Food and mood

Trying to manage your friends, social life, coursework, revision, a job and exams can start to impact your mood. As a result, you’re likely to be highly susceptible to stress and low mood as you try to tackle everything. Firstly, you should realise that you’re not the only one going through it and talking to your friends, peers and lecturers can often help you to feel less stressed.

Secondly, did you know that your diet can significantly help or hinder your stress levels, low mood and anxiety? Let me explain…

During times of stress the brain reduces the importance of any unnecessary processes such as digestion, reproduction and food requirements in order to tackle the stress. However, in today’s society too many of us are running around with constant stress which is leading to issues in digestion and gut health, weight maintenance, anxiety, sleep and poor food choices to name but a few.

However, it’s not all bad news and the food we eat can help with stress management. Individuals under chronic stress often require higher nutrient dense foods. Nevertheless, in reality during stressful times we typically reach for the less nutrient dense high sugar, high fat comfort foods.

Below I’ve outlined my top tips for eating well to support your mood.

  1. Support your happy hormone
    Tryptophan is an amino acid which along with vitamins B3, B6 and magnesium help to produce serotonin. Serotonin contributes to heightened mood and as a result will help you to feel better and manage your stress levels more efficiently. Foods rich in tryptophan include tofu, turkey, oats, eggs, cheese, salmon and nuts.
    The second dietary component that is important in synthesising serotonin is carbs (shock!). Have you ever been on a low carb diet and felt groggy and irritable? Or are you someone who knows that carbs make you happy? There’s a scientific reason why. Opt for complex carbohydrates to help balance your blood sugar levels and prevent you experiencing sugar crashes which could lead to heightened stress and anxiety. Complex carbohydrates include whole grains, oats, beans, chickpeas, rye toast, wholegrain pasta, fruits and vegetables etc.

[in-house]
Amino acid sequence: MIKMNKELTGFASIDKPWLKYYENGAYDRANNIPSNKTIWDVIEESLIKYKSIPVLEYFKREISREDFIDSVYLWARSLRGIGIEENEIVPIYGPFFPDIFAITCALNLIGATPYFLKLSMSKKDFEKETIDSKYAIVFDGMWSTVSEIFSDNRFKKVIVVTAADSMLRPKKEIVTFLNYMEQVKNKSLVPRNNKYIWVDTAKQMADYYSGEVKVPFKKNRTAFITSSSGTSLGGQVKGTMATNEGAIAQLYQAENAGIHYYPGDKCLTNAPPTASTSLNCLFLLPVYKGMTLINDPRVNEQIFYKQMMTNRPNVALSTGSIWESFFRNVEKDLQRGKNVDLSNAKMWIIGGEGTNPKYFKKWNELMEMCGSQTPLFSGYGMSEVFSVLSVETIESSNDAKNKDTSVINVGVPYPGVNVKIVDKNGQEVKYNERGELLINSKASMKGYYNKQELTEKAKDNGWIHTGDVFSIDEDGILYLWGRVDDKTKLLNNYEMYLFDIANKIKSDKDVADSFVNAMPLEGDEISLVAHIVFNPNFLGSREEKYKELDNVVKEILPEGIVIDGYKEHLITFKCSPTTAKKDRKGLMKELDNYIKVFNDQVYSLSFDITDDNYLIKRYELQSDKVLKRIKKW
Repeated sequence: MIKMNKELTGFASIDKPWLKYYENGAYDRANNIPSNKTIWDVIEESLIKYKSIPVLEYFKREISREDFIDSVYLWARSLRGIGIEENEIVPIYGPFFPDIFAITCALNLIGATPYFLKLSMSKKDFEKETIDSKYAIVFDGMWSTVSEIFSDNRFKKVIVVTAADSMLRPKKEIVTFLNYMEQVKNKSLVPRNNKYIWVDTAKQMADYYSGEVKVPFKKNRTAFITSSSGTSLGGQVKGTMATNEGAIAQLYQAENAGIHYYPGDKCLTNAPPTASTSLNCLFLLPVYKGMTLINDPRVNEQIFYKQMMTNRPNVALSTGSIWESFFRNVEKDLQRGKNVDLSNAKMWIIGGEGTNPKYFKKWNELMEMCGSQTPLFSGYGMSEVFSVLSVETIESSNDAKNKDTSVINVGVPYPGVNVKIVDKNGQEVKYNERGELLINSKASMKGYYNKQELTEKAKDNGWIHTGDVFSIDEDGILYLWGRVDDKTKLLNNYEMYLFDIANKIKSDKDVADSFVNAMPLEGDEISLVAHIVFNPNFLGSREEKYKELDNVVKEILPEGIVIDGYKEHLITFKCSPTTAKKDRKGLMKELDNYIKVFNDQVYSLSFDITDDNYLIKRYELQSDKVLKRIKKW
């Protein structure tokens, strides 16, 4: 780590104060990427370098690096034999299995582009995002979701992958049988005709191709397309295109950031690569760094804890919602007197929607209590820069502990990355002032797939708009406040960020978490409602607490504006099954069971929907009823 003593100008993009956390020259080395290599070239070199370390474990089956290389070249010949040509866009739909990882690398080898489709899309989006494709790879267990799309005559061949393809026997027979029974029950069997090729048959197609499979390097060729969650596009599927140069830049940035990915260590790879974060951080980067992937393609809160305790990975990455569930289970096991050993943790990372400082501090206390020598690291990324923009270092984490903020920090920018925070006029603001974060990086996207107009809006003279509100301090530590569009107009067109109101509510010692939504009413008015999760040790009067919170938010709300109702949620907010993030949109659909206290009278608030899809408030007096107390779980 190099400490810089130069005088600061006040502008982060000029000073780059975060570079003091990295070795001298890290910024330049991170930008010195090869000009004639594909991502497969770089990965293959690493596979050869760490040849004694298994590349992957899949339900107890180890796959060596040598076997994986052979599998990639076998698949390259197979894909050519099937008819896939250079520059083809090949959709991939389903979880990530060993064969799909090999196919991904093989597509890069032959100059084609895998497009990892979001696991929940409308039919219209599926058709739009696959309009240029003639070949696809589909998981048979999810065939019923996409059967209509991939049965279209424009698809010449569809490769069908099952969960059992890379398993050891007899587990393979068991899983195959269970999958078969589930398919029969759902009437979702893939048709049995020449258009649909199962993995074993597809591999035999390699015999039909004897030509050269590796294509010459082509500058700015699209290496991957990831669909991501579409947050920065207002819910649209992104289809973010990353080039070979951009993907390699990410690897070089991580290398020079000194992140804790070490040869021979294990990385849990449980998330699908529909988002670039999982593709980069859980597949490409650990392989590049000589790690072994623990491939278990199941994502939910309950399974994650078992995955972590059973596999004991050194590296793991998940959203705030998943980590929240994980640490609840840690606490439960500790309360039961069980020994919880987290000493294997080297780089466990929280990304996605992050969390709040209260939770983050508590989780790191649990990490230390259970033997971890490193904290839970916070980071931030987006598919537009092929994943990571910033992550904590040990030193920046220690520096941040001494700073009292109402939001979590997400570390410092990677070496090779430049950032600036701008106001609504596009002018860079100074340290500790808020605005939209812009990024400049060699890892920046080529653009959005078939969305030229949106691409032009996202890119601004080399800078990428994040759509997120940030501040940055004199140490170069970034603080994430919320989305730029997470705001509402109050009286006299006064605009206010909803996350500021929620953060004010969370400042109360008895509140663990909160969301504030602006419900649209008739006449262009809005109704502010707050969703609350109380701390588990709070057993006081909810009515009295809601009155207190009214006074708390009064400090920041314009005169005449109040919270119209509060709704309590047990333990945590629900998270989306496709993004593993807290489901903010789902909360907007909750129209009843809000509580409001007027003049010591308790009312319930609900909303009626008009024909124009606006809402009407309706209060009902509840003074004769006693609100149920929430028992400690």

2. Eat your B-vits
    B-vitamins are vital in energy production. Vitamin B deficiencies may promote stress-like effects such as anxiety, fatigue and irritability. Vitamin B5 is particularly essential in helping to control some of the stress mechanisms. Foods rich in pantothenic acid (aka B5) include: seeds, avocado, eggs and broccoli.
  3. Reduce your coffee intake
    Whilst the coffee debate is still on going, it’s clear that excess caffeine stimulates cortisol production (the stress hormone) which can lead to energy highs and energy lows. If you’re experiencing chronic stress, low mood or anxiety try swapping your pre-lecture coffee for green or herbal tea. Green tea contains L-theanine as it promotes the release of GABA (a neurotransmitter) which has a calming effect on the brain. The L-theanine also ensures the caffeine is released as a slower rate to prevent energy dips and spikes.
  4. Get your dose of dark chocolate
    I bet you never thought a nutritionist would be telling you to eat chocolate! Dark chocolate is actually a great source of magnesium that plays a role in muscle and nerve relaxation. Foods rich in magnesium include green leafy vegetables, dark chocolate and almonds. Ensure you’re not over-consuming on the milk varieties…
  5. Ensure you’re hitting your 5 a day
    It’s no secret that fruits and vegetables are good for our health but they also play a key role in our mental wellbeing. Fruits and vegetables are high in vitamin C, it’s not just oranges which contain this famous nutrient). Vitamin C is required for the metabolism of the amino acids tyrosine and phenylalanine (stick with me here). These amino acids help increase the production of the neurotransmitters dopamine and norephinephrine, both of which act as anti-depressants to the brain. As a result, fruits and veggies are really important in looking after your mental wellbeing and whilst they alone won’t cure mental illness they can help to support you through it.

So there you have my top tips for using nutrition to support your mental wellbeing.
For more tips and recipes follow my Instagram @jennahopenutrition.

Tomato and egg pizza

Ingredients:
1 wholemeal wrap
1 tsp olive oil
1 pepper
1 tomato
1 tbsp tomato puree
1 tsp mixed herbs
salt to taste
1 egg

Method:

  1. Preheat the oven to 180˚C.
  2. Brush the wrap with olive oil and place in the oven for 8-10 minutes.
  3. Cut the peppers and tomatoes into cubes.
  4. Add the peppers and tomatoes to a bowl with the tomato puree, mixed herbs and salt. Mix well.
  5. Remove the wrap from the oven and add the mixture to the top of the wrap.
  6. Crack an egg in the centre and place under the grill for 3-4 minutes. Be careful not to burn.

Eggs are a source of vitamin D which can be difficult to obtain from the diet. Vitamin D plays a key role in mood regulation. The tomatoes and peppers are also a source of lycopene, an antioxidant which helps to remove free radicals in the body.

Egg-pizza.jpg

 


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